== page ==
Part of the promise of EHR is the ability to efficiently access and share patient information. When healthcare organizations inevitably encounter performance issues that hamper those benefits, fingers start pointing. But patients waiting for test results or a diagnosis don’t care about the root cause of an IT issue; they just want quality, timely care. That's why NetOps teams at healthcare institutions need comprehensive visibility into network and application performance. Without these insights, they're unable to isolate if the problem originates on the network itself, an application, partner network, or a service provider. When it comes to EHR performance issues, any delay in MTTR will likely diminish the quality of patient care and experiences.
Managing the Health of Your Evolving Network
One thing is for sure: the healthcare industry will continue to contribute to the rapidly growing worldwide digital transformation movement heavily. Whether you're launching telemedicine, MIoT, EHR, or any other new service, the cloud, SD-WAN, 5G, and other technologies that support them will require comprehensive visibility across increasingly complex, multi-vendor, multi-domain, multi-cloud healthcare networks. Despite how complex these new technologies and network topologies are becoming, you must be able to monitor critical wired and wireless infrastructure to ensure that key applications perform as intended, troubleshoot problems fast, streamline capacity planning and optimize resource allocation, detect anomalous performance indicators early, and so much more.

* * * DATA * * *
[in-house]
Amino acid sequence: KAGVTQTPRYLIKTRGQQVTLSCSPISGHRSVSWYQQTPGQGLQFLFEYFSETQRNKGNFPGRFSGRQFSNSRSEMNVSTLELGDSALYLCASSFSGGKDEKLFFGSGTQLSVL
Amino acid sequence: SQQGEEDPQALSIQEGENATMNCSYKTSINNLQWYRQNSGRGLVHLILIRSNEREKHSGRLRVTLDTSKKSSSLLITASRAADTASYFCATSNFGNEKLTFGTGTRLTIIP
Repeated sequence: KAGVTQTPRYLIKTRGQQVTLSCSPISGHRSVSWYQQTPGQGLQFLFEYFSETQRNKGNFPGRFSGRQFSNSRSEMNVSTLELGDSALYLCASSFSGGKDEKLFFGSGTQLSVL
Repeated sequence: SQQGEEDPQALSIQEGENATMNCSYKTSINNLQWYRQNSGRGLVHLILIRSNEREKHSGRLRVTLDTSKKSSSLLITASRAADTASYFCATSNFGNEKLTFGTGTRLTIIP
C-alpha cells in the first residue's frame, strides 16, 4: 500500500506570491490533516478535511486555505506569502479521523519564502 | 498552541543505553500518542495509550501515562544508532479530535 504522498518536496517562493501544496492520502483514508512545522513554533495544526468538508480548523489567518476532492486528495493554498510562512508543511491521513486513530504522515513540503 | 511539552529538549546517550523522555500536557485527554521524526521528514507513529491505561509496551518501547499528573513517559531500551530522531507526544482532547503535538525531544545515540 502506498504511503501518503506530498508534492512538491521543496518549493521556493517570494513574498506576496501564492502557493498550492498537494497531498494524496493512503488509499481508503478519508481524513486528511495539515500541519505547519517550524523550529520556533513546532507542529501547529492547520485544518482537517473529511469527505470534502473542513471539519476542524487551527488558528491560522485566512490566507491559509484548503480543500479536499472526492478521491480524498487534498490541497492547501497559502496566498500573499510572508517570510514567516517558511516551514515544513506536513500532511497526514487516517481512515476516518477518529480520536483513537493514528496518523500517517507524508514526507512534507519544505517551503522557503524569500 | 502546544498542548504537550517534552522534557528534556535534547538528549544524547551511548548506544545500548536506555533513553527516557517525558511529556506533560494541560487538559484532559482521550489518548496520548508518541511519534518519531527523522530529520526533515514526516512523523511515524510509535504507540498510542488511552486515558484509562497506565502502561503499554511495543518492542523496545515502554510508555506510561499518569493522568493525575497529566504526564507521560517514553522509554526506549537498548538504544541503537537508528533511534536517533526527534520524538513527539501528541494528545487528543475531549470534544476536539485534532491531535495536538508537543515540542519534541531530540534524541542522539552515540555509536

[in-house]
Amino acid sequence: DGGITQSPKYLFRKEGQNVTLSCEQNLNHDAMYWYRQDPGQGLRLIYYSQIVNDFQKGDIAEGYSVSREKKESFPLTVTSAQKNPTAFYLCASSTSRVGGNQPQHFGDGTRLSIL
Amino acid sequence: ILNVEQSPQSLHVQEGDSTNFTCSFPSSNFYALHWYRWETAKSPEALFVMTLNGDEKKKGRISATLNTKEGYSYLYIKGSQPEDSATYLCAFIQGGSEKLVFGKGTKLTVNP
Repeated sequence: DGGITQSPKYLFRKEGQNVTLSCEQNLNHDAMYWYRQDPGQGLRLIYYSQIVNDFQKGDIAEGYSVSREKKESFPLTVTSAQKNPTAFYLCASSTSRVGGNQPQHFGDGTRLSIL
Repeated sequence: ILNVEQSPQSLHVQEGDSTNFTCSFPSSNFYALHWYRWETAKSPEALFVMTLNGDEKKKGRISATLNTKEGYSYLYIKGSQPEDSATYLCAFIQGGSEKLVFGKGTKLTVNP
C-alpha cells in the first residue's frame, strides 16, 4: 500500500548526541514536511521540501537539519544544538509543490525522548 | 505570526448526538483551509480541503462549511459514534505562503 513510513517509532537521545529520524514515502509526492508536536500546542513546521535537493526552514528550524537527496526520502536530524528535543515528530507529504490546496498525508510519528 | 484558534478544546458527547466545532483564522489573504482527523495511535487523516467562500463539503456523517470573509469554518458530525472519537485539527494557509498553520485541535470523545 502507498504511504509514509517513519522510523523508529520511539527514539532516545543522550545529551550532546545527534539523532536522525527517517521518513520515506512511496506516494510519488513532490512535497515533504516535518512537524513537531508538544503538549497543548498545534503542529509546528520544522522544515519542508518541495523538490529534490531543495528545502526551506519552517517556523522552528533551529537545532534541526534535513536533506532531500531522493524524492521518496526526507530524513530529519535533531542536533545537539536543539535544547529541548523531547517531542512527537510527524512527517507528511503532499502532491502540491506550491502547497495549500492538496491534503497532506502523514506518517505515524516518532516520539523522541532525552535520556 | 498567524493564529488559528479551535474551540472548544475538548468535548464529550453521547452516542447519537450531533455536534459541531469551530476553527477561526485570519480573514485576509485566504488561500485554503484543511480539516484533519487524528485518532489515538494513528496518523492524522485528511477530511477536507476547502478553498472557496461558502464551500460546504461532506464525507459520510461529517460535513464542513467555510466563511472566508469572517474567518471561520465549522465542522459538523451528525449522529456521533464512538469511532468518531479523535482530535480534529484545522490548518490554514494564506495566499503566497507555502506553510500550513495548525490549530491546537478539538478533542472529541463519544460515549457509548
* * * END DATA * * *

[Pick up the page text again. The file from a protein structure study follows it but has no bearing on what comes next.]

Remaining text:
At the end of the day, if you can’t see how a new service or piece of technology impacts the network, you can’t monitor it, manage it, optimize it or fix it when something breaks. Some advanced network performance management and diagnostic solutions allow network operators to see into the darkest corners of the network when and where it matters most. Again, the health of the network can have a direct impact on patient care, so make sure you’re able to visualize all aspects of your hybrid healthcare network and the critical services that depend on it, in order to preserve network performance, proactively identify issues and troubleshoot problems before they can impact patient experiences or outcomes.